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Re: XForms 1.0: My Opinions

From: John Keiser <jkeiser@netscape.com>
Date: Fri, 06 Sep 2002 17:17:01 -0700
Message-ID: <3D79457D.9090107@netscape.com>
To: Mikko Honkala <honkkis@tml.hut.fi>
CC: www-forms@w3.org, Beth Epperson <beppe@netscape.com>, Daniel Glazman <glazman@netscape.com>
Mikko, good talking to you :)  Comments inline.

Mikko Honkala wrote:

> Hi John,
> you can find some additional comments inline.
> John Keiser wrote:
>> Mikko Honkala wrote:
>> Isn't that what focus() is for?  Events do not exist to emulate 
>> functions.  They exist to tell you that an event has occurred, or to 
>> let you cancel or attach your own action to an event.  Let's not go 
>> down the path of making people fire events to cause things to happen 
>> (unless they want to simulate a UI event, for example).  The <action> 
>> model is better than that, even.
> The disagree here seems to be that XForms has defined it's processing 
> model using events that can be seen in the DOM. I think Raman 
> elaborated more about this in his recent email.

OK; I think this comes down to a more fundamental disagreement of how 
events should be used :)

>>>> - [4.3.4]: xforms-refresh: if all form controls are required to 
>> Thus I feel it should be removed--and even if we change the spec to 
>> allow things like textarea to not always reflect instance data, this 
>> should not be an event.  It is implementation-dependent and nothing 
>> that event handlers need to catch.
> The point is that the current spec gives possibility of cancelling 
> xforms-refresh, and thus suggests that you can cancel UI refreshs. 
> There might be an use case for this.

However, even if there is a use case for this, it leaves us with a bad 
situation for a spec, one where most specs do not implement the event 
or, if they do, it is a noop.  Cancelling the refresh event will do 
nothing for them.  This event should at the least be made explicitly 
optional or it will be misleading.

>>>> - [4.4.11-16]: xforms-readonly, -readwrite, -disabled, etc. should 
>>> ...
>>> One significant need for these events is integration with other XML 
>>> vocabularies.
>> I don't grok, could you explain further?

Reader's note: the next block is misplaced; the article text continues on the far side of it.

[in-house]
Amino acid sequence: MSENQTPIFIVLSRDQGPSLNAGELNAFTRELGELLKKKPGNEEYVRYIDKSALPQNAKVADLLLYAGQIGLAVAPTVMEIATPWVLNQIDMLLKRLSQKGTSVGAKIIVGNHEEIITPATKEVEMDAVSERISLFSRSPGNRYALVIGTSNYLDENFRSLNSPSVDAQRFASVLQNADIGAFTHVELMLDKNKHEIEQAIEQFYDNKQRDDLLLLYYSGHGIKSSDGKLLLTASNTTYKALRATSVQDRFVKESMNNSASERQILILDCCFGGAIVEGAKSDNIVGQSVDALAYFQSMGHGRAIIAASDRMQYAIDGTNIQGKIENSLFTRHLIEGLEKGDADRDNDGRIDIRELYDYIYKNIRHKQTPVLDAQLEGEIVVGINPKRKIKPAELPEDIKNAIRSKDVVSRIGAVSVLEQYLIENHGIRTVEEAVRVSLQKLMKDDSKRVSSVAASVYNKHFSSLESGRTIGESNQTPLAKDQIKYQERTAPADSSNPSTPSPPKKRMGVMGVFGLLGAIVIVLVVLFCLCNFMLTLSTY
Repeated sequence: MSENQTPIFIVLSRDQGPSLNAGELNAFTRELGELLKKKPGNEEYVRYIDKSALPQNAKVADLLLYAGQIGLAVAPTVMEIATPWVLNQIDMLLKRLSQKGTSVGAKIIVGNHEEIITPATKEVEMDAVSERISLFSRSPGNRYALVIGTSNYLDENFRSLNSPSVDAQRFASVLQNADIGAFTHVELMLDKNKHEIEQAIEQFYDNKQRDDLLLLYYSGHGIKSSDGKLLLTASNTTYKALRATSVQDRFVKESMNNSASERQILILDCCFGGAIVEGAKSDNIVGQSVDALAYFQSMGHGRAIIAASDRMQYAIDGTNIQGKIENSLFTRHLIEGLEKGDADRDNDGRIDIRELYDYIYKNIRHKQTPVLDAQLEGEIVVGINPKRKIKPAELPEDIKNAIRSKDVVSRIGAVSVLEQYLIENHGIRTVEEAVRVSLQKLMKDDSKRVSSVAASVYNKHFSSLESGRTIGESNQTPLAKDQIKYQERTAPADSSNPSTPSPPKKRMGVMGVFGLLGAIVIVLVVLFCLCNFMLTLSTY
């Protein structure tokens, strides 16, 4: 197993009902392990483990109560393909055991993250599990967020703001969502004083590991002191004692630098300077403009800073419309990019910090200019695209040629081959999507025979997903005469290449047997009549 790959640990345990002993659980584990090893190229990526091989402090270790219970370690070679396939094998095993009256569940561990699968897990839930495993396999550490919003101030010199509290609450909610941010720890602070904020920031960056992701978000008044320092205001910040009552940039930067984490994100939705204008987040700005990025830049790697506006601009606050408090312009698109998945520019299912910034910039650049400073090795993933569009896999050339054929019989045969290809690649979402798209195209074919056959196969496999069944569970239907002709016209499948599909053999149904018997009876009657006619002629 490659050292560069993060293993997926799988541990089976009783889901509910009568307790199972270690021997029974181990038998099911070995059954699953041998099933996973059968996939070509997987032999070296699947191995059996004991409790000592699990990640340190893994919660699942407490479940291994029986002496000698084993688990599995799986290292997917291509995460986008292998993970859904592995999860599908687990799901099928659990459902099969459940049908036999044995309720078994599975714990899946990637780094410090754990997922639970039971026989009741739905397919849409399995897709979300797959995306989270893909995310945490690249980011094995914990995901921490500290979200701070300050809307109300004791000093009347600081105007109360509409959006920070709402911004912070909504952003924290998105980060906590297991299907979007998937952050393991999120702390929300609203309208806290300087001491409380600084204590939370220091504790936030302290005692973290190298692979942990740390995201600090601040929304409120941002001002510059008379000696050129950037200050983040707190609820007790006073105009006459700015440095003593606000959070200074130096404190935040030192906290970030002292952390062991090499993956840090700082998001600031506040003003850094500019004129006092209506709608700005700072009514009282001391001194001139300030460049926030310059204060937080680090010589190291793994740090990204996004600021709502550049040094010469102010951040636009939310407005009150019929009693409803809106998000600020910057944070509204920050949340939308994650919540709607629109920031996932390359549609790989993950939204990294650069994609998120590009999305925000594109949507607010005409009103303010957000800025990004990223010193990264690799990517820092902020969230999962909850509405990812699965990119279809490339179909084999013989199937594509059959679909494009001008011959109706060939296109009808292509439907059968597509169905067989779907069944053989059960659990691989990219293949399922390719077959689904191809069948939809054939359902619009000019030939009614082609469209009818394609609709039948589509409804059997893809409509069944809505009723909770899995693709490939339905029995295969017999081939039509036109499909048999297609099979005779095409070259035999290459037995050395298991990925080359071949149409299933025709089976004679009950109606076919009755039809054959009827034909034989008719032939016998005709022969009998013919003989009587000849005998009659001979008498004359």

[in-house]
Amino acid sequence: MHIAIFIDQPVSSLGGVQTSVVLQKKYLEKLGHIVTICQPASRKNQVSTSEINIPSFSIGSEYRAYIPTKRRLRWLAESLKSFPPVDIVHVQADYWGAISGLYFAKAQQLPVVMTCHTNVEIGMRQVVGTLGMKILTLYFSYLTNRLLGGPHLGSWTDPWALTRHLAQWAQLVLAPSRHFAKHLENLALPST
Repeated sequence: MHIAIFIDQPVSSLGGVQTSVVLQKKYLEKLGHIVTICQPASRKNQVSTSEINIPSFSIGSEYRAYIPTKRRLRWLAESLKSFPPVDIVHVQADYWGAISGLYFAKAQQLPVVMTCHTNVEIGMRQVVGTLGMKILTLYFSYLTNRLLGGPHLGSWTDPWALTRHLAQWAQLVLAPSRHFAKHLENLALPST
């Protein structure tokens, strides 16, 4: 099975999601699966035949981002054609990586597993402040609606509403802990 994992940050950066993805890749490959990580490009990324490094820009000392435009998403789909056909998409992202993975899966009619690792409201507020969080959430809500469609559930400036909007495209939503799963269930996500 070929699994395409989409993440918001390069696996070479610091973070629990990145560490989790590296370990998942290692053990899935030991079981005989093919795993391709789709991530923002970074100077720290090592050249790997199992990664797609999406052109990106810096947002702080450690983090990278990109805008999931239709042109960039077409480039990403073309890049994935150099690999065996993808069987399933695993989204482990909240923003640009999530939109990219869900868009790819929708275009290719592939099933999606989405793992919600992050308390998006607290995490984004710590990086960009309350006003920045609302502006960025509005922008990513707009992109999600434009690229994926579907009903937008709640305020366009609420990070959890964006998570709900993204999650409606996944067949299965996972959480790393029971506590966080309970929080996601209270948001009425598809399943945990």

> First of all, it is easy to say that a language can define an XForms 
> compliant control by listening to these events and acting accordingly. 
> Secondly, an aurhor may want to listen to these events and do things 
> according to the state changes. E.g. use SMIL's intrisic capability of 
> playing a sound when a xforms-disabled event fires.

I can see that first point. It seems to me that another XML vocabulary 
will not be able to make itself receive these events unless XForms knows 
about them.  Perhaps when they are bound to the instance model using 
xforms:bind or xforms:ref XForms could then begin to send events to 
them.  There would have to be an unbinding mechanism as well to let 
xforms know to stop sending said events.  This is a good point; I will 
have to cogitate more.

Listening to events I definitely agree with--which is why I didn't say 
that all events should be removed :)  Just those which don't have use 

>>>> 2. [9.2.1] <switch> is a layout-oriented (it seems to be used to 
>>> Switch satifies the XForms requirement for multi-page forms, so I 
>>> think it is there to stay.
>> This requirement can be satisfied in XHTML, and IMO /should/ be.  
>> Every requirement in XForms does not have to be specified /in/ 
>> XForms.  XForms has done its job by making it possible to use 
>> different sets of controls on different parts of the instance data at 
>> different times--another spec should decide /when/ to show those 
>> controls.